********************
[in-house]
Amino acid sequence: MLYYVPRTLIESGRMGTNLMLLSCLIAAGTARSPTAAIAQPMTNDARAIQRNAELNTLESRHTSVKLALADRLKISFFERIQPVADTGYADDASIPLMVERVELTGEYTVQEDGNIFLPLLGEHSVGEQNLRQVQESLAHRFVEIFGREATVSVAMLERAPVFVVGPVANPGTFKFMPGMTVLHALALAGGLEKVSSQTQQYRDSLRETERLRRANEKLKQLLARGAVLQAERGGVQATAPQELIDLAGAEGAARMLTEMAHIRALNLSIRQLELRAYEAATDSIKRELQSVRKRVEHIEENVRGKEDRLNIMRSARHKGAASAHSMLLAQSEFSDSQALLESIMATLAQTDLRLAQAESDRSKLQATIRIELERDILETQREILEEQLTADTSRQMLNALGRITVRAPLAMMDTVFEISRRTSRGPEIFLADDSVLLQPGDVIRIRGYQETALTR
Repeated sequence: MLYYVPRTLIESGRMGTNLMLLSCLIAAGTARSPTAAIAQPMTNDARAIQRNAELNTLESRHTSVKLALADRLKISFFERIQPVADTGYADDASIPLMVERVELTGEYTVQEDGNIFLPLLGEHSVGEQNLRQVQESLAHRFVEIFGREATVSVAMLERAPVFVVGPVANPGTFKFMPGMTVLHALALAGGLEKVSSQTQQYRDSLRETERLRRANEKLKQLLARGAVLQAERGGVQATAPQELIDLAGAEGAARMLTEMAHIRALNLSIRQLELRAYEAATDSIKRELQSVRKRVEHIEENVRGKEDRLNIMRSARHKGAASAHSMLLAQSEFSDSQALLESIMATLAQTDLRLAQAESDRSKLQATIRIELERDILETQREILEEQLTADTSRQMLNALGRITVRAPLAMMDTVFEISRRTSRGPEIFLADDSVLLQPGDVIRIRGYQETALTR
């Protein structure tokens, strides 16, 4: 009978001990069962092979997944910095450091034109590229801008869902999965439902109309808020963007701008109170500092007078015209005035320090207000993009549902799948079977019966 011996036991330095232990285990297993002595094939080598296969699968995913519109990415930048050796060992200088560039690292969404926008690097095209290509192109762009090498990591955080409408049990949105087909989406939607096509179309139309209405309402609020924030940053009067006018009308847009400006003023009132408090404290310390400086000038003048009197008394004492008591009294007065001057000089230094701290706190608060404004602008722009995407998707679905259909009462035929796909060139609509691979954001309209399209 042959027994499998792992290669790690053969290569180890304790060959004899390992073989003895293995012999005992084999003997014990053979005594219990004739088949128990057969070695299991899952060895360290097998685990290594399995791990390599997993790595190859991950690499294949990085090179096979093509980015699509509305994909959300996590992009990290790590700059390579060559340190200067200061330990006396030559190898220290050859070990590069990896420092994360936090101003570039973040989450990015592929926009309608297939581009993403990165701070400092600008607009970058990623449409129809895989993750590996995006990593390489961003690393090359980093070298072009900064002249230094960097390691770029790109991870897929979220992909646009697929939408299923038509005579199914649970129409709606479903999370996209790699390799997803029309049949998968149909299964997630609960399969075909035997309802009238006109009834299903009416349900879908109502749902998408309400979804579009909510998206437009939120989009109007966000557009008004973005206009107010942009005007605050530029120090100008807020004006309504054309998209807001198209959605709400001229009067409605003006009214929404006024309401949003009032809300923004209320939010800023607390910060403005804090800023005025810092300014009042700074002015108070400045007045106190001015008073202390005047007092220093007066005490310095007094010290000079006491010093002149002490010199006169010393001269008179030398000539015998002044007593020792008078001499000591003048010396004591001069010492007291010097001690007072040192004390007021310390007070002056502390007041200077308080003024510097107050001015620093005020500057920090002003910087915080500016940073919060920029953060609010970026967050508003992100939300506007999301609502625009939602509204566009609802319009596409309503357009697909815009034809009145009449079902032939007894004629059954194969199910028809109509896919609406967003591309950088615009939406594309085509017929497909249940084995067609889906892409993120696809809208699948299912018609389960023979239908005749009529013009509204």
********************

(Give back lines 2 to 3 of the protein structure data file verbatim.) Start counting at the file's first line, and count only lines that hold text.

Amino acid sequence: MLYYVPRTLIESGRMGTNLMLLSCLIAAGTARSPTAAIAQPMTNDARAIQRNAELNTLESRHTSVKLALADRLKISFFERIQPVADTGYADDASIPLMVERVELTGEYTVQEDGNIFLPLLGEHSVGEQNLRQVQESLAHRFVEIFGREATVSVAMLERAPVFVVGPVANPGTFKFMPGMTVLHALALAGGLEKVSSQTQQYRDSLRETERLRRANEKLKQLLARGAVLQAERGGVQATAPQELIDLAGAEGAARMLTEMAHIRALNLSIRQLELRAYEAATDSIKRELQSVRKRVEHIEENVRGKEDRLNIMRSARHKGAASAHSMLLAQSEFSDSQALLESIMATLAQTDLRLAQAESDRSKLQATIRIELERDILETQREILEEQLTADTSRQMLNALGRITVRAPLAMMDTVFEISRRTSRGPEIFLADDSVLLQPGDVIRIRGYQETALTR
Repeated sequence: MLYYVPRTLIESGRMGTNLMLLSCLIAAGTARSPTAAIAQPMTNDARAIQRNAELNTLESRHTSVKLALADRLKISFFERIQPVADTGYADDASIPLMVERVELTGEYTVQEDGNIFLPLLGEHSVGEQNLRQVQESLAHRFVEIFGREATVSVAMLERAPVFVVGPVANPGTFKFMPGMTVLHALALAGGLEKVSSQTQQYRDSLRETERLRRANEKLKQLLARGAVLQAERGGVQATAPQELIDLAGAEGAARMLTEMAHIRALNLSIRQLELRAYEAATDSIKRELQSVRKRVEHIEENVRGKEDRLNIMRSARHKGAASAHSMLLAQSEFSDSQALLESIMATLAQTDLRLAQAESDRSKLQATIRIELERDILETQREILEEQLTADTSRQMLNALGRITVRAPLAMMDTVFEISRRTSRGPEIFLADDSVLLQPGDVIRIRGYQETALTR